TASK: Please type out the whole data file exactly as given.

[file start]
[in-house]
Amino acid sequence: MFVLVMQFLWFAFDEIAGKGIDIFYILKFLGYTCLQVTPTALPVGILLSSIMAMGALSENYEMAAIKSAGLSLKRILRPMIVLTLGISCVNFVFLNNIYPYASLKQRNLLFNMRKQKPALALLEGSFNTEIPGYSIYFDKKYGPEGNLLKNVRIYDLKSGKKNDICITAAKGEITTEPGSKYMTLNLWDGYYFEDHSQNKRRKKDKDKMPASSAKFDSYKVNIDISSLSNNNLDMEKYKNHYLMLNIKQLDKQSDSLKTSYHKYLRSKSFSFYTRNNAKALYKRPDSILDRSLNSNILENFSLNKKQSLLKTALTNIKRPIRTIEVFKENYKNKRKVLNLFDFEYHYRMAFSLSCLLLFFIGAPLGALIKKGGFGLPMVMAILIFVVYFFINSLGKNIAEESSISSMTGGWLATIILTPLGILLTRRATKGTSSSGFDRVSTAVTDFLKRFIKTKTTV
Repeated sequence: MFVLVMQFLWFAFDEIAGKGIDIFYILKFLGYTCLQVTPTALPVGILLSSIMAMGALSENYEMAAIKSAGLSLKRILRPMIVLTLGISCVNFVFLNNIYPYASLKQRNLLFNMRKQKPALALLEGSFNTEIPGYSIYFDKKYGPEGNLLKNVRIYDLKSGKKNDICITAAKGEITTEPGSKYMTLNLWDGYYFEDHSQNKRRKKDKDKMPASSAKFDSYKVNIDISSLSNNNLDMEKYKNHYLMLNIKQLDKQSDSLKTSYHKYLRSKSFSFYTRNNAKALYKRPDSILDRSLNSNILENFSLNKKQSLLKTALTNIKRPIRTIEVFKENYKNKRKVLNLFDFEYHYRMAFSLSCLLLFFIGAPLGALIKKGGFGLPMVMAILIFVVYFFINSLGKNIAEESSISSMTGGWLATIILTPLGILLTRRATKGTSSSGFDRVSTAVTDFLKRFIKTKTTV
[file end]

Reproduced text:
[in-house]
Amino acid sequence: MFVLVMQFLWFAFDEIAGKGIDIFYILKFLGYTCLQVTPTALPVGILLSSIMAMGALSENYEMAAIKSAGLSLKRILRPMIVLTLGISCVNFVFLNNIYPYASLKQRNLLFNMRKQKPALALLEGSFNTEIPGYSIYFDKKYGPEGNLLKNVRIYDLKSGKKNDICITAAKGEITTEPGSKYMTLNLWDGYYFEDHSQNKRRKKDKDKMPASSAKFDSYKVNIDISSLSNNNLDMEKYKNHYLMLNIKQLDKQSDSLKTSYHKYLRSKSFSFYTRNNAKALYKRPDSILDRSLNSNILENFSLNKKQSLLKTALTNIKRPIRTIEVFKENYKNKRKVLNLFDFEYHYRMAFSLSCLLLFFIGAPLGALIKKGGFGLPMVMAILIFVVYFFINSLGKNIAEESSISSMTGGWLATIILTPLGILLTRRATKGTSSSGFDRVSTAVTDFLKRFIKTKTTV
Repeated sequence: MFVLVMQFLWFAFDEIAGKGIDIFYILKFLGYTCLQVTPTALPVGILLSSIMAMGALSENYEMAAIKSAGLSLKRILRPMIVLTLGISCVNFVFLNNIYPYASLKQRNLLFNMRKQKPALALLEGSFNTEIPGYSIYFDKKYGPEGNLLKNVRIYDLKSGKKNDICITAAKGEITTEPGSKYMTLNLWDGYYFEDHSQNKRRKKDKDKMPASSAKFDSYKVNIDISSLSNNNLDMEKYKNHYLMLNIKQLDKQSDSLKTSYHKYLRSKSFSFYTRNNAKALYKRPDSILDRSLNSNILENFSLNKKQSLLKTALTNIKRPIRTIEVFKENYKNKRKVLNLFDFEYHYRMAFSLSCLLLFFIGAPLGALIKKGGFGLPMVMAILIFVVYFFINSLGKNIAEESSISSMTGGWLATIILTPLGILLTRRATKGTSSSGFDRVSTAVTDFLKRFIKTKTTV